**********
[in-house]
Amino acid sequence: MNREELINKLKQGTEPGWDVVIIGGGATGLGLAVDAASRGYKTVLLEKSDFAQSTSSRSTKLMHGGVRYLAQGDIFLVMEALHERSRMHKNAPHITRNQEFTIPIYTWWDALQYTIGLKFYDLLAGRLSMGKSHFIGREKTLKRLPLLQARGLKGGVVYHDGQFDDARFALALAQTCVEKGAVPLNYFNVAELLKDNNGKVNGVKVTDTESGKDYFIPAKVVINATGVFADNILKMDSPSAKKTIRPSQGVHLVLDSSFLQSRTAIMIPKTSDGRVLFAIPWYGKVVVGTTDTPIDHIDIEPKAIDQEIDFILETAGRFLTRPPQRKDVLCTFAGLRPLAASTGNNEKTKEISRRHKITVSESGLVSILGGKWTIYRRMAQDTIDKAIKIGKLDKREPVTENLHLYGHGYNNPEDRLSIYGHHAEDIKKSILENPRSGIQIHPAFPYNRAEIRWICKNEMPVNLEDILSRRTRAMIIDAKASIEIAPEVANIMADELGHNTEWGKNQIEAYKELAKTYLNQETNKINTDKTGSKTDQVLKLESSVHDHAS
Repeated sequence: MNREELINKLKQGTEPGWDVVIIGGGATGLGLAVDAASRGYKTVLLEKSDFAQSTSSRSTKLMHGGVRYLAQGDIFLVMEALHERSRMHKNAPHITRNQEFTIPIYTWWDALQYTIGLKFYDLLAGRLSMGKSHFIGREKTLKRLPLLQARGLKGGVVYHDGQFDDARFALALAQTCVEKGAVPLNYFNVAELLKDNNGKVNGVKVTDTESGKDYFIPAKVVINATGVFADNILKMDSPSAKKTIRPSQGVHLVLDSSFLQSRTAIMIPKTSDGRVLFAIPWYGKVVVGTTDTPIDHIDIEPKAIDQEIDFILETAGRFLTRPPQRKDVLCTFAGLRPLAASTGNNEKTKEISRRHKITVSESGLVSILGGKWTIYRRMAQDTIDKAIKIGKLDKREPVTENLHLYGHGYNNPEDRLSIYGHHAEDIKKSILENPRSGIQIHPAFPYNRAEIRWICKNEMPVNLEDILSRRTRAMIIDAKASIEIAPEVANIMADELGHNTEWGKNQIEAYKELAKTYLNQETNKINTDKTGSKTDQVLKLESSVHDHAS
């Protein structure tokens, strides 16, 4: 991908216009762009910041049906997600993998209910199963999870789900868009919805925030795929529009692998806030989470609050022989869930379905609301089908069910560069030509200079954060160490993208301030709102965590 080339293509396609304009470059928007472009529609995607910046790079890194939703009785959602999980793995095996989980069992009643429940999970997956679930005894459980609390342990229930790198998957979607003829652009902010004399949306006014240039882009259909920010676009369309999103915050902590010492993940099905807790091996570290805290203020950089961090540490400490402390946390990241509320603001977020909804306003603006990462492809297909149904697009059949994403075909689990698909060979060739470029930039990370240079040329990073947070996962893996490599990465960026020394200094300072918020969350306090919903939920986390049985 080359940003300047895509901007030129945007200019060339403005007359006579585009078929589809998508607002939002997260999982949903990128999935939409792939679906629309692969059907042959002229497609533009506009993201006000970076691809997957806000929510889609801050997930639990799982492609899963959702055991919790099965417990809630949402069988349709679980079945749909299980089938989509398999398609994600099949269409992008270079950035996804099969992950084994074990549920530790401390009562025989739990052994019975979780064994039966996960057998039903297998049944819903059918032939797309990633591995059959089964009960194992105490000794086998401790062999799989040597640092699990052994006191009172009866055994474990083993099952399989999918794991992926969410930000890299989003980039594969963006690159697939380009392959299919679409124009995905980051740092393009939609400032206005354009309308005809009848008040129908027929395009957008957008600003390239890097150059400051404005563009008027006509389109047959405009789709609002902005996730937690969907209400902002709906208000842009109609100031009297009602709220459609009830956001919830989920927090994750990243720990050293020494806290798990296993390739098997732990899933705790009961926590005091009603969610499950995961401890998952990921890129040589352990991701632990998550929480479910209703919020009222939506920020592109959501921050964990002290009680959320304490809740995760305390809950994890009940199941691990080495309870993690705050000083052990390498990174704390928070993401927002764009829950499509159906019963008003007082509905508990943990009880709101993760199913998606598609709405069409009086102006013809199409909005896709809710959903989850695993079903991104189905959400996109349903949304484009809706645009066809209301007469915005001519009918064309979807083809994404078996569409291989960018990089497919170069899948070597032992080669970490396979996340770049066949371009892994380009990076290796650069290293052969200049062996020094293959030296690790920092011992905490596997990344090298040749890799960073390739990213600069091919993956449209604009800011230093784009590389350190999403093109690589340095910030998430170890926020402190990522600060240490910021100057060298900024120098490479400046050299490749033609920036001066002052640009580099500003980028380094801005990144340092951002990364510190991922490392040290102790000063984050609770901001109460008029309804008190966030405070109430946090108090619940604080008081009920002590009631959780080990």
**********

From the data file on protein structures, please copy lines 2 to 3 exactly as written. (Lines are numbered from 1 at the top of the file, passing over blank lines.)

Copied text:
Amino acid sequence: MNREELINKLKQGTEPGWDVVIIGGGATGLGLAVDAASRGYKTVLLEKSDFAQSTSSRSTKLMHGGVRYLAQGDIFLVMEALHERSRMHKNAPHITRNQEFTIPIYTWWDALQYTIGLKFYDLLAGRLSMGKSHFIGREKTLKRLPLLQARGLKGGVVYHDGQFDDARFALALAQTCVEKGAVPLNYFNVAELLKDNNGKVNGVKVTDTESGKDYFIPAKVVINATGVFADNILKMDSPSAKKTIRPSQGVHLVLDSSFLQSRTAIMIPKTSDGRVLFAIPWYGKVVVGTTDTPIDHIDIEPKAIDQEIDFILETAGRFLTRPPQRKDVLCTFAGLRPLAASTGNNEKTKEISRRHKITVSESGLVSILGGKWTIYRRMAQDTIDKAIKIGKLDKREPVTENLHLYGHGYNNPEDRLSIYGHHAEDIKKSILENPRSGIQIHPAFPYNRAEIRWICKNEMPVNLEDILSRRTRAMIIDAKASIEIAPEVANIMADELGHNTEWGKNQIEAYKELAKTYLNQETNKINTDKTGSKTDQVLKLESSVHDHAS
Repeated sequence: MNREELINKLKQGTEPGWDVVIIGGGATGLGLAVDAASRGYKTVLLEKSDFAQSTSSRSTKLMHGGVRYLAQGDIFLVMEALHERSRMHKNAPHITRNQEFTIPIYTWWDALQYTIGLKFYDLLAGRLSMGKSHFIGREKTLKRLPLLQARGLKGGVVYHDGQFDDARFALALAQTCVEKGAVPLNYFNVAELLKDNNGKVNGVKVTDTESGKDYFIPAKVVINATGVFADNILKMDSPSAKKTIRPSQGVHLVLDSSFLQSRTAIMIPKTSDGRVLFAIPWYGKVVVGTTDTPIDHIDIEPKAIDQEIDFILETAGRFLTRPPQRKDVLCTFAGLRPLAASTGNNEKTKEISRRHKITVSESGLVSILGGKWTIYRRMAQDTIDKAIKIGKLDKREPVTENLHLYGHGYNNPEDRLSIYGHHAEDIKKSILENPRSGIQIHPAFPYNRAEIRWICKNEMPVNLEDILSRRTRAMIIDAKASIEIAPEVANIMADELGHNTEWGKNQIEAYKELAKTYLNQETNKINTDKTGSKTDQVLKLESSVHDHAS